• And while Hernandez somehow retired the side in order in the second — and watched as his team got itself back into the ballgame, with the three-spot in the third — he wouldn’t last long enough to record an out in his half of that frame, plunking Davis to lead things off and getting lifted by Joe Maddon in favor of Cesar Ramos — who struck Matt Wieters out swinging, but coughed up a perfectly placed double to J.J. Hardy: rolling into the gap in left-center, with just enough on it that it evaded any potential cutoff from left fielder/Oriole-killer du jour Kelly Johnson, and made it all the way to the wall, bringing Davis around from first. 5-3, Birds, now — a lead to which they’d add, in the fourth, by way of singles from McLouth and Markakis and a run-scoring fielder’s-choice groundout from Jones. 6-3, though shortly to be 6-4 (the McLouth non-play in left, etc.).


    • … And that was it, for a long while, and improbably, too, given the rate at which both these teams have been posting runs throughout this series. Left Alex Torres came on in relief of Ramos, delivering four strong frames of mop-up work to hold the lead to those two runs (and, though he couldn’t have predicted it, get the eventual win). Meantime, Tommy Hunter (two and a third) and Brian Matusz (one-third) combined to keep the Rays from cutting into the deficit, yielding absolutely nothing aside from Hunter’s one walk (which, by the way, should’ve been a strikeout; Hunter wouldn’t be the last Oriole hurler to get squeezed badly by home-plate ump Gerry Davis) …


    • Which brings us to Johnson. Who, it should be said, likewise received no help from Davis — but who was also, on a great many of his pitches, nowhere close to the plate. So as to spare my readers the prospect of having to relive this soul-sucking nightmare of an inning, I’ll just run down everything that happened, real quick: Johnson got Luke Scott to ground out, to start things off in the ninth — ironic, given that Scott has done pretty much nothing but walk this whole series, and in fact would walk again in the inning, but here was pretty much the only Ray not to get walked by Johnson. Anyway, Johnson wouldn’t record another out. He’d also fall behind 3-1 to his next three hitters, one of whom (Kelly Johnson) homered to left, with the next two after K. Johnson (Jose Lobaton, Yunel Escobar) drawing the aforementioned free passes. Then Desmond Jennings singled (luckily: a flare just over short), loading the bases. Then Joyce worked the count full before ripping a Johnson offering low and away into right-center: another double, this one scoring two to give the Rays the lead and bouncing Johnson, the save now blown, from the ballgame. Then, facing Darren O’Day, Ben Zobrist doubled to right. 9-6, Tampa, now. Then Longoria doubled to right. Then James Loney walked on four pitches (the last of them intentional). Then Luke Scott walked on four pitches (none of them intentional). 10-6. Then, finally, Kelly Johnson bounced into a double play, 1 to 2 to 3, eliciting a huge and completely understandable mock-cheer from the Camden Yards crowd (or at least, those masochistic enough to have stayed in the park to witness all this crap) …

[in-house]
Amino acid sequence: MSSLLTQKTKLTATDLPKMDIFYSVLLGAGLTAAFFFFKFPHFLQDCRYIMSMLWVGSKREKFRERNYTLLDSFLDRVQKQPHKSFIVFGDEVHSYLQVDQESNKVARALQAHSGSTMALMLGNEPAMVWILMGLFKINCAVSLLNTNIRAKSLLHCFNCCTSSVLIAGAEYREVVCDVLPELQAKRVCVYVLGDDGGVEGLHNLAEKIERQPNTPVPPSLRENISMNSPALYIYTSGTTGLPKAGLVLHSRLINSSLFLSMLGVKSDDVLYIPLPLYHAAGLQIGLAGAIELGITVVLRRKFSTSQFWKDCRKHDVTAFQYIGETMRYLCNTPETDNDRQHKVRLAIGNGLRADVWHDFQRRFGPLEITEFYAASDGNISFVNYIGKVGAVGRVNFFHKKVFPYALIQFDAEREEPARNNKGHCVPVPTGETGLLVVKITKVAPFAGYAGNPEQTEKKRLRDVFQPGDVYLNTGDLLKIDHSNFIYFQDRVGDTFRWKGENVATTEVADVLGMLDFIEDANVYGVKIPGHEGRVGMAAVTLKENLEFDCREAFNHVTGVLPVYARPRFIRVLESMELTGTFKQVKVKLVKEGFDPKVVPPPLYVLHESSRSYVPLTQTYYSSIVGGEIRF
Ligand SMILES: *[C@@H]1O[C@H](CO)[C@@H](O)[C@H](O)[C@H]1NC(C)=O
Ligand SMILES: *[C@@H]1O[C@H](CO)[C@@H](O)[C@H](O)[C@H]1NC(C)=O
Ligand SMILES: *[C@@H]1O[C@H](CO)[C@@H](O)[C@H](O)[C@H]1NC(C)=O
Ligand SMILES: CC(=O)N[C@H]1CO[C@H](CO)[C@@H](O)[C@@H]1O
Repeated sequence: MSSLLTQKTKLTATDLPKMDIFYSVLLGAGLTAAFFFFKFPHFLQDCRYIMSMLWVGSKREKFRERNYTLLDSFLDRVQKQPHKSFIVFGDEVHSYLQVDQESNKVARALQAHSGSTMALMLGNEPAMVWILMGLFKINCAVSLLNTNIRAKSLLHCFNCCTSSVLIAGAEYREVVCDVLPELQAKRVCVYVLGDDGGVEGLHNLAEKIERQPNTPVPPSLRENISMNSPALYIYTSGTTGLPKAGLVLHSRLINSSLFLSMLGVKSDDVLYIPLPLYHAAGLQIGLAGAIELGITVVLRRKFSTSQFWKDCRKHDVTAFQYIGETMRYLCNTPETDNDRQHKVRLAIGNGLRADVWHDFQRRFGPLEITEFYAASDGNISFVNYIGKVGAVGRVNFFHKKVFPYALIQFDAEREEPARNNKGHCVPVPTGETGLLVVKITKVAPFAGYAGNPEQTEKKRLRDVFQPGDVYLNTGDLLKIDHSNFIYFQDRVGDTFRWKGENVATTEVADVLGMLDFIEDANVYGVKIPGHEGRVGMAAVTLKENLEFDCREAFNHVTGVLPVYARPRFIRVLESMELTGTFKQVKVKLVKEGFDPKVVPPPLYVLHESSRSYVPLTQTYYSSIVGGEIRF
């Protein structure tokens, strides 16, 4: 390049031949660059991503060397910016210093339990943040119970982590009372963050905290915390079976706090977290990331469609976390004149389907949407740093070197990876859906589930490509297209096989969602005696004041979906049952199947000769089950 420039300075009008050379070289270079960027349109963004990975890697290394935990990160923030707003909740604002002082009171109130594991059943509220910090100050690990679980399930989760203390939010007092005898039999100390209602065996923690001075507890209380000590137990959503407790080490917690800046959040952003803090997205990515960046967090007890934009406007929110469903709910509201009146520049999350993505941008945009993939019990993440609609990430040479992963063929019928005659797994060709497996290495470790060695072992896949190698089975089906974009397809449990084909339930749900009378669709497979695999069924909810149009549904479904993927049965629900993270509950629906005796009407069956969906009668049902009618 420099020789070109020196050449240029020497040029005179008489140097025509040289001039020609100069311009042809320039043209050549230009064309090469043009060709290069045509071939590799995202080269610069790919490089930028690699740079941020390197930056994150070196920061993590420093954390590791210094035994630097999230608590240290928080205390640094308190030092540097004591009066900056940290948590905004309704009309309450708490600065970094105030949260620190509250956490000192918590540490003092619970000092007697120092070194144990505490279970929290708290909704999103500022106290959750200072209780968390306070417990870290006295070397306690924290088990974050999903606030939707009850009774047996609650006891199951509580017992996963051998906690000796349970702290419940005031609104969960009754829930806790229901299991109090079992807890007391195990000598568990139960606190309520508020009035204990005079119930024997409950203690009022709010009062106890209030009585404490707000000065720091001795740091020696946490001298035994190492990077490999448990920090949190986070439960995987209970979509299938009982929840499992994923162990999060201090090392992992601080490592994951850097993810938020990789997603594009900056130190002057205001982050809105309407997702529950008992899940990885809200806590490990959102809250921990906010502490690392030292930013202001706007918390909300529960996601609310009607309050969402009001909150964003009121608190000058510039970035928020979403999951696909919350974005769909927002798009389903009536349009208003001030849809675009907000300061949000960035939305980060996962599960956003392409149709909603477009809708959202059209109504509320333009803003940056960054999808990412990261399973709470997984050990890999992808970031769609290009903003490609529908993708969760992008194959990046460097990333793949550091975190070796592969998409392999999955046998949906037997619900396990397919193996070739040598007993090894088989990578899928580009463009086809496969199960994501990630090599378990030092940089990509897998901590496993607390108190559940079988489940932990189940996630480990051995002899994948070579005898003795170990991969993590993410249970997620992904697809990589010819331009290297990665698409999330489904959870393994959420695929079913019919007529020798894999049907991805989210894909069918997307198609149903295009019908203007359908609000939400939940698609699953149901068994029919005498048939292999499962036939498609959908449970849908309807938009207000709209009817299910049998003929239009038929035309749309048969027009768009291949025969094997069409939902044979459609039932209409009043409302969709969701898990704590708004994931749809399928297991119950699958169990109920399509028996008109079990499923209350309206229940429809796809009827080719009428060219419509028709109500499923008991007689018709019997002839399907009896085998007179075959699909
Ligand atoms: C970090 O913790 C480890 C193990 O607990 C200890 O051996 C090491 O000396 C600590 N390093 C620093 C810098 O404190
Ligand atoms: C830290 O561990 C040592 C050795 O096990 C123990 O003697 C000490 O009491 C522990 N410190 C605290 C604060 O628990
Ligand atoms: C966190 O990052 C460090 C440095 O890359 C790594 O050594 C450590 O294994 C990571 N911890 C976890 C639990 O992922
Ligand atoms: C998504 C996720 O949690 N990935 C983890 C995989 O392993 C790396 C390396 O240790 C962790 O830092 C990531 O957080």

• And OK, that took longer than I thought. I guess I did make you relive it. My bad. Sorry.